By Patricia Adams
Three months after a powerful re-election victory — capturing 58 percent of the vote — Councilman Eric Ulrich is meeting the challenges of his work at City Hall head on, and with a smile. “I love my job,” the 25-year-old quips, and behind the big toothy grin that accompanies the statement, is a definable air of truth.
Ulrich, one of five Republicans on the council, speaks plainly about the current economic and political climate he is facing. “The city is going through unprecedented challenges and there are so many difficult decisions to be made by the council.”
Among the most crucial are those that involve consolidating services and cuts to funding. “It’s almost like robbing Peter to pay Paul,” a look of concern appears as the newly appointed Minority Whip continues; “Do you fire cops, teachers? Do you close firehouses? The decisions we make obviously have to be the ones best for everyone, but none of them come easily or without consequence.”
While it’s much easier to be an elected official in good times, Ulrich seems determined to make the most out of whatever these times can bear. On his agenda for the upcoming year is a pilot program he is investigating for high school students. “There is tremendous focus on Regent’s testing in our public high schools, but no focus on a crucial step in the preparation for college, the SAT’s.”
The councilman has met with executives from Stanley Kaplan Test Prep and Admissions and is currently in negotiations for institutional instruction rates with the testing experts. “Kaplan has a strong track record and they guarantee elevated scores.” The program would be the first of its kind in Queens and ongoing negotiations also include a strategic progress tracking for enrolled students.
In addition to meetings with Kaplan, Ulrich sat with each of the high school principals in his district and discussed establishing one SAT prep course in each of the 5 schools. The focus is on results and he says it’s imperative to give students who want to succeed the opportunity to do so. “For these kids a boost in their SAT score could mean admission to a more desirable college or a scholarship.” The program, which will be funded entirely through the councilman’s budget, will make the course available to those who would otherwise be unable to take it due to prohibitive costs.
Among other items on his agenda for the district is the expansion of the successful graffiti cleanup program he began back in August. “We’ve had great results and people really feel the impact of the program on their quality of life.” He is particularly enthusiastic about adding the Liberty Avenue corridor to the project and also about taking the initiative to a “higher” level. “In addition to the same type of cleanup initiative, we will expand the program to target graffiti on second floors and the tops of buildings.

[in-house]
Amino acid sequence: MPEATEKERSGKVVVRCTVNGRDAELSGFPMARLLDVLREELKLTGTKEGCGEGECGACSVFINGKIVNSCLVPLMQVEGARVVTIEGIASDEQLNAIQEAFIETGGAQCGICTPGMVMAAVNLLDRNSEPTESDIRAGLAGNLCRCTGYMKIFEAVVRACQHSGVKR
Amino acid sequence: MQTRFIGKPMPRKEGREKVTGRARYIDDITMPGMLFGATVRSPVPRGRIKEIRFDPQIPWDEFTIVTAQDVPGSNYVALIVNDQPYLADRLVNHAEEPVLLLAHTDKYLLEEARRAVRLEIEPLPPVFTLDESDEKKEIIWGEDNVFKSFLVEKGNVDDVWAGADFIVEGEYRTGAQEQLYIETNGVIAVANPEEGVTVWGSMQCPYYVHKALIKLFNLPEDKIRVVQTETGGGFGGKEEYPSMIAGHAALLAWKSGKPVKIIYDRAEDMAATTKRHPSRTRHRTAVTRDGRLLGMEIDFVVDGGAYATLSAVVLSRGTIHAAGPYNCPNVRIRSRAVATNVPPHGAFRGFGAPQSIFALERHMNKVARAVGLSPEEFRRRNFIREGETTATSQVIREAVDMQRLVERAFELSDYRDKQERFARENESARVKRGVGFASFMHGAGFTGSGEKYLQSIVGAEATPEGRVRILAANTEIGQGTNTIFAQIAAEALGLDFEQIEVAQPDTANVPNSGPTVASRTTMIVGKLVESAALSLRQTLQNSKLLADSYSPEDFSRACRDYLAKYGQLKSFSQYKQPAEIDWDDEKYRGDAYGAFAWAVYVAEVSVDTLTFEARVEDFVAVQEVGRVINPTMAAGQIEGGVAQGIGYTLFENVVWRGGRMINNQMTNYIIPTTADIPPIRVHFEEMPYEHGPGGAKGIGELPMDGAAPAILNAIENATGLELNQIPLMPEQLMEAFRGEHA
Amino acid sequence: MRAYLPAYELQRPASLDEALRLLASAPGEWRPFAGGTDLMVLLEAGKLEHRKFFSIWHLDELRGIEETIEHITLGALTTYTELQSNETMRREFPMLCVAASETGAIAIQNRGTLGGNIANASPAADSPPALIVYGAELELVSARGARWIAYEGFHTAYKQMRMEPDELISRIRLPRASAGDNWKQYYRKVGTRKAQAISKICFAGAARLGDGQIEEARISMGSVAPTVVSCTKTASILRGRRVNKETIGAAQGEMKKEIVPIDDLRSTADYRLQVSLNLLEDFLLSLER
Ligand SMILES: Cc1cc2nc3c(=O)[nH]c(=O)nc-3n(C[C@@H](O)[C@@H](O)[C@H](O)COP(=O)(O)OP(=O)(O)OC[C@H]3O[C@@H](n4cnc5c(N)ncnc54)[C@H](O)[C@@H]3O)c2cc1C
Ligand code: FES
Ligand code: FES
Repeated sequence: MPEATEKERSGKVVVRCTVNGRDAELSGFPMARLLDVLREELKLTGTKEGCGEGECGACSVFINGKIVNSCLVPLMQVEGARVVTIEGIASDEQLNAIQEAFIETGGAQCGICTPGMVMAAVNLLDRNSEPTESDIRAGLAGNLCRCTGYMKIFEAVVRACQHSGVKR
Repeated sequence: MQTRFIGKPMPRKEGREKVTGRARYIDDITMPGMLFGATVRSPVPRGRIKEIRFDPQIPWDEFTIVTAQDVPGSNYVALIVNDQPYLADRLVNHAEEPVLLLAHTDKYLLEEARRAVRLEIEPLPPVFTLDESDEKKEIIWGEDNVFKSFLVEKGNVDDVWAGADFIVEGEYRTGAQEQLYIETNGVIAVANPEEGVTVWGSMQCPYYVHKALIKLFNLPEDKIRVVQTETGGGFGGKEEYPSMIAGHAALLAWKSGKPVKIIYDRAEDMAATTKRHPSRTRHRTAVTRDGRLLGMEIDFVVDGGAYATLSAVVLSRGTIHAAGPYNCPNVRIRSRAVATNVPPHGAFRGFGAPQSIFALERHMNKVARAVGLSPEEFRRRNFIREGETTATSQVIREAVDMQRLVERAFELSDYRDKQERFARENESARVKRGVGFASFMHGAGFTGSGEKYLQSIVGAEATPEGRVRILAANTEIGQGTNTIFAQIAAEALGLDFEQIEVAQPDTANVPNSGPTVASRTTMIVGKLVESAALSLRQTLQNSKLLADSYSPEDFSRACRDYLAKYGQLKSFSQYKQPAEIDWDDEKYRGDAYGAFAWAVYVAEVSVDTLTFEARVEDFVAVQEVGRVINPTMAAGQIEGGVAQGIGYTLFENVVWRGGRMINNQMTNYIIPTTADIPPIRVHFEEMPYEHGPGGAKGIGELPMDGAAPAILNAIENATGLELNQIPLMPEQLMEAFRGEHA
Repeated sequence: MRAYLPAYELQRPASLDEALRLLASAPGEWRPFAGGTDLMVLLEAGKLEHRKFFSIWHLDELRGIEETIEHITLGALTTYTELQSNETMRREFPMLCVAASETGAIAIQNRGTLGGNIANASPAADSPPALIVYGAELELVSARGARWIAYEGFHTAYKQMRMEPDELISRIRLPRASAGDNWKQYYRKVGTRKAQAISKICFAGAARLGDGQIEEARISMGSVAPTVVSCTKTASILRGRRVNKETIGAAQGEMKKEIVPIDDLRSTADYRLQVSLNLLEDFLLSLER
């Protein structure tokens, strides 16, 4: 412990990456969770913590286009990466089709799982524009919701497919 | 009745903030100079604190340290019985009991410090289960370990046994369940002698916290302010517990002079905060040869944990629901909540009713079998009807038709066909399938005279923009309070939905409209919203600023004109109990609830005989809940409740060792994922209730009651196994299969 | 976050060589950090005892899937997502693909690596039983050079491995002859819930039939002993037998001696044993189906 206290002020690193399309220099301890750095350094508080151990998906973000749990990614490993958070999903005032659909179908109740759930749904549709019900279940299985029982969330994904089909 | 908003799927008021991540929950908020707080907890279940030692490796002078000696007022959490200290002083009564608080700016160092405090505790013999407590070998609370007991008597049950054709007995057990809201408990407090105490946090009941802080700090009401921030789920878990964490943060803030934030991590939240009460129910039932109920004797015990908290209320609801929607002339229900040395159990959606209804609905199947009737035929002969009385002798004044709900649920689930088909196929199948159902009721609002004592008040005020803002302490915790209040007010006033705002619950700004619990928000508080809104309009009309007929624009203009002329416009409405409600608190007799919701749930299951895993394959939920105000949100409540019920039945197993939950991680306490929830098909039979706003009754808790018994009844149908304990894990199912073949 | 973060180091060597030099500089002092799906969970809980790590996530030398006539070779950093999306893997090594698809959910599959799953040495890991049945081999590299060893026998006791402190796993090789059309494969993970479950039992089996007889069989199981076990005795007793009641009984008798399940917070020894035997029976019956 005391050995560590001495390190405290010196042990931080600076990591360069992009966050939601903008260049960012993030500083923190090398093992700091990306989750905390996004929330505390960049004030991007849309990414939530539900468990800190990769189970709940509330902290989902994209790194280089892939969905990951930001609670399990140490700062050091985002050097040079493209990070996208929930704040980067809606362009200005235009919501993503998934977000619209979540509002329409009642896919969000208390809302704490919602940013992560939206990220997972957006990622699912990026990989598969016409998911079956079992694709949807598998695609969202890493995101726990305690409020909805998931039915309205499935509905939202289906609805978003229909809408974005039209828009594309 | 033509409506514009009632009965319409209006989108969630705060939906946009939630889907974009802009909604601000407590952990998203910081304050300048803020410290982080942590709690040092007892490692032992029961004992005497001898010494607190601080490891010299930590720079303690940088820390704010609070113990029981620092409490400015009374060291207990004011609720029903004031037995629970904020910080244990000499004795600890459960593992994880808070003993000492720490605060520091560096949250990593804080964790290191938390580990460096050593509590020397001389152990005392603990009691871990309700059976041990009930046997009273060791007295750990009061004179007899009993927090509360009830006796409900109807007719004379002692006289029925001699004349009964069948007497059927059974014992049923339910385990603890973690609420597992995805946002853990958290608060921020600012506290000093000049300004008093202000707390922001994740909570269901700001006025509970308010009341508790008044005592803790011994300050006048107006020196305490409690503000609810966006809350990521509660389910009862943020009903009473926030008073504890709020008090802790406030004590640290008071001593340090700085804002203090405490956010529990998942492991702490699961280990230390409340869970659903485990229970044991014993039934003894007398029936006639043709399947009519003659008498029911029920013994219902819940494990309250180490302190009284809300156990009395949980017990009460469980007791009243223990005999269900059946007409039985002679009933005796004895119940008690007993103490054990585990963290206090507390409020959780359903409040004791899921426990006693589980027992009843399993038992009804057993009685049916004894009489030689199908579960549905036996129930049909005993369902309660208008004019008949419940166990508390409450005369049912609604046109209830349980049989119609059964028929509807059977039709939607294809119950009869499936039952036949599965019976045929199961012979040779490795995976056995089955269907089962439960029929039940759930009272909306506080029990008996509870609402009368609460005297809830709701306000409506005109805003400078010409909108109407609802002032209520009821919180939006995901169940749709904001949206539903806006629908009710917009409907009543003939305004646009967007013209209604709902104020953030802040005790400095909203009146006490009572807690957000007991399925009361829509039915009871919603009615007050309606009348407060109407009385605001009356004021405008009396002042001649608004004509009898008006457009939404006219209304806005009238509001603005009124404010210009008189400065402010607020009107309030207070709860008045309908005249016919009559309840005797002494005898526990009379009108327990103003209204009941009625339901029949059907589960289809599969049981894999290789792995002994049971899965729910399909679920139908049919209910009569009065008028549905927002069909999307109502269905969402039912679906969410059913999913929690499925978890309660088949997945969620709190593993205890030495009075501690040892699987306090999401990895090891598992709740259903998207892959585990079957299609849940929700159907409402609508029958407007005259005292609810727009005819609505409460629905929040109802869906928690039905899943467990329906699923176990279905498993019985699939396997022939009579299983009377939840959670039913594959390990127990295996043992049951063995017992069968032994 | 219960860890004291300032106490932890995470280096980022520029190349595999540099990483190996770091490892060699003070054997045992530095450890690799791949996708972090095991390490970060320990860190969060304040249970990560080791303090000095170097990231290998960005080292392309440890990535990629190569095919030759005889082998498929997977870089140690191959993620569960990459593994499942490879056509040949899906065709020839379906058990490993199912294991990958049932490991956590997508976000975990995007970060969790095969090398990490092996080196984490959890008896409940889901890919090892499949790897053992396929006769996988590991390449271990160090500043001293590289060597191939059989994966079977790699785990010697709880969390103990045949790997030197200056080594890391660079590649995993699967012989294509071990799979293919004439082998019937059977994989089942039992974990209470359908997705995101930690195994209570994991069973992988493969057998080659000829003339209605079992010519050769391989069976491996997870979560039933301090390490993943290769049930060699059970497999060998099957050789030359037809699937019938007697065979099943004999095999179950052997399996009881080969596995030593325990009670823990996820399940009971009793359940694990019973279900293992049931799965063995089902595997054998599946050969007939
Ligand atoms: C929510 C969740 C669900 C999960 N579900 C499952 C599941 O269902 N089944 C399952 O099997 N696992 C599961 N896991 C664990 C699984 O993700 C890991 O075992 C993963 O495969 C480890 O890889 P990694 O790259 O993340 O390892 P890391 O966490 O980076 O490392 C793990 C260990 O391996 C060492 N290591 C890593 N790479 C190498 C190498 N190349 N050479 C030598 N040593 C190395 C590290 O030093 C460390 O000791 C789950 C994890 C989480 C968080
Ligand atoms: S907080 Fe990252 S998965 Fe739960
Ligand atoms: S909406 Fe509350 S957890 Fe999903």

Education is a priority for Ulrich and this year his plans are to direct more capital money to district schools. “I’ve met with principals and administrators throughout the district and we have successfully identified the needs of individual schools.” To that end Ulrich says he is committed to addressing the diverse needs of district schools.
On the immediate horizon for the councilman is a trip to Israel as part of a 13-member contingency from the New York City Council. The group that includes Ulrich and Council Speaker Quinn will travel to the Middle East on Saturday and return on February 26.
One of the real upsides of the venture according to Ulrich is that it is not being funded at all by taxpayer dollars. “The entire trip has been arranged and paid for by the Jewish Community Relations Council (JCRC) of the City of New York.” The purpose of the trip is for council members to meet with journalists, elected officials and state leaders, police and military.
“This is a tremendous opportunity for us to speak with people who deal with the looming threat of terrorism every day,” Ulrich said. “There are so many ideas and valuable experiences we can bring back to the city with us.” The delegation was chosen by the speaker and put together to include ethnic, political and gender diversity. “It’s a true reflection of the makeup of our city council,” said Ulrich, “and it’s a very unique and exciting opportunity.”
And on the more “normal” side of life for the City Council’s youngest member, he celebrated his 25th birthday on Saturday evening with a few close friends and family members at a quiet dinner party hosted by wife Yadira. “I was a little disappointed they didn’t bring Tiny with them,” Ulrich says laughingly referring to the couple’s Yorkshire terrier. His joking is something Ulrich maintains everyone around him has had to get used to. “I always try to introduce a little levity and keep my sense of humor on deck. I take my responsibility very seriously but we have to maintain good spirits—we’ll get through all of this. We just have a lot of hard work to do.”
As for the whirlwind Republican climate he’s a part of, Ulrich says there’s much to be hopeful about in the future. “Electing Republicans on a local level is a testament to the decision by voters, to cross party lines and elect candidates on issues not ideological platforms.” And Ulrich says he believes strongly that the trend will continue. “I value and respect the honor that my constituents displayed in electing me. And if I didn’t deliver for them, I fully expect they would not return me to office.”
The immediate future for Eric Ulrich is crystal clear — “I have no plans beyond doing the best job I can in the Council. Anyway for me it’s not a job, public service is a calling.” And then comes the levity again—“I am sure my wife has a few things to add to the list of my future plans, and if you think you can’t fight City Hall…”